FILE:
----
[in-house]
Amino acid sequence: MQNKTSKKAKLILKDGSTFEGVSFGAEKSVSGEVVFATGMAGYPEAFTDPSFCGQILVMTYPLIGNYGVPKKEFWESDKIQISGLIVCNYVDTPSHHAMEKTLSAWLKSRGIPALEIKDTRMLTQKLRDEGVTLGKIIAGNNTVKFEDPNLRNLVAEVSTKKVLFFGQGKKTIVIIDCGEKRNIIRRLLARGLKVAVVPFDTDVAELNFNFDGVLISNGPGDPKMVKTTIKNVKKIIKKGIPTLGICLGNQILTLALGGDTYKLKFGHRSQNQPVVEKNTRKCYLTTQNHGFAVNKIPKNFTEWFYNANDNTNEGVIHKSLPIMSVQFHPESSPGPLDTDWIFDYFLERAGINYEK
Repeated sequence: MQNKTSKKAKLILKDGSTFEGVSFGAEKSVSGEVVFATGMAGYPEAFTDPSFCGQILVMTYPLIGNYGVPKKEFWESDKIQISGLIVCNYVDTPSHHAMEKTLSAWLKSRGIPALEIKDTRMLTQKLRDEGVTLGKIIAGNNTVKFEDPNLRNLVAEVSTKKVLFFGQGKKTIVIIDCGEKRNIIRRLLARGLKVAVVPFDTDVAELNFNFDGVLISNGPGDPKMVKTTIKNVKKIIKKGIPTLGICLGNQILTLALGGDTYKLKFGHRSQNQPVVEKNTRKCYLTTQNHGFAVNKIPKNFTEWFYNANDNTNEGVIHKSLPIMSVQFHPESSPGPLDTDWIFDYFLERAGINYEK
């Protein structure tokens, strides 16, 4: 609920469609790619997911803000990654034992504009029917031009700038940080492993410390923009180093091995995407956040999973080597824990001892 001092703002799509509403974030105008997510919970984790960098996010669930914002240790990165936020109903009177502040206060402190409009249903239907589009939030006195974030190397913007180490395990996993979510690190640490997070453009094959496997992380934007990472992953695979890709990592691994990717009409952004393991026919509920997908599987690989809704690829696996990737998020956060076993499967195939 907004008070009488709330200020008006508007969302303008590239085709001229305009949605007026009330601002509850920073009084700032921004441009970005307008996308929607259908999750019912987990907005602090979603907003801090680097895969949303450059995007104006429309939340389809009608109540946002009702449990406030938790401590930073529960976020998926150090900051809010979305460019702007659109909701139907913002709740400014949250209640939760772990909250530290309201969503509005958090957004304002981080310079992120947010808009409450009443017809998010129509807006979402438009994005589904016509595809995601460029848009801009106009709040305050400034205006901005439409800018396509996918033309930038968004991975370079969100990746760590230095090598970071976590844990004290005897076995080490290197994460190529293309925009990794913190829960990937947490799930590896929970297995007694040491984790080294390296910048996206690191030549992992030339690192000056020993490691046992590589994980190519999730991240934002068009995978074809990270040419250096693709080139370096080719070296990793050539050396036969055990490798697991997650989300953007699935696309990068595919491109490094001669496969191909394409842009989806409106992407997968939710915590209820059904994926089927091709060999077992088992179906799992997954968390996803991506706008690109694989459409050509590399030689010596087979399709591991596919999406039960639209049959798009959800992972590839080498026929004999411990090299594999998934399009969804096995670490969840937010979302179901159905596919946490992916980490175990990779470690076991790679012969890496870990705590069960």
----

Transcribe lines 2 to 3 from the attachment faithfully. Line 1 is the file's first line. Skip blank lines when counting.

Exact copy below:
Amino acid sequence: MQNKTSKKAKLILKDGSTFEGVSFGAEKSVSGEVVFATGMAGYPEAFTDPSFCGQILVMTYPLIGNYGVPKKEFWESDKIQISGLIVCNYVDTPSHHAMEKTLSAWLKSRGIPALEIKDTRMLTQKLRDEGVTLGKIIAGNNTVKFEDPNLRNLVAEVSTKKVLFFGQGKKTIVIIDCGEKRNIIRRLLARGLKVAVVPFDTDVAELNFNFDGVLISNGPGDPKMVKTTIKNVKKIIKKGIPTLGICLGNQILTLALGGDTYKLKFGHRSQNQPVVEKNTRKCYLTTQNHGFAVNKIPKNFTEWFYNANDNTNEGVIHKSLPIMSVQFHPESSPGPLDTDWIFDYFLERAGINYEK
Repeated sequence: MQNKTSKKAKLILKDGSTFEGVSFGAEKSVSGEVVFATGMAGYPEAFTDPSFCGQILVMTYPLIGNYGVPKKEFWESDKIQISGLIVCNYVDTPSHHAMEKTLSAWLKSRGIPALEIKDTRMLTQKLRDEGVTLGKIIAGNNTVKFEDPNLRNLVAEVSTKKVLFFGQGKKTIVIIDCGEKRNIIRRLLARGLKVAVVPFDTDVAELNFNFDGVLISNGPGDPKMVKTTIKNVKKIIKKGIPTLGICLGNQILTLALGGDTYKLKFGHRSQNQPVVEKNTRKCYLTTQNHGFAVNKIPKNFTEWFYNANDNTNEGVIHKSLPIMSVQFHPESSPGPLDTDWIFDYFLERAGINYEK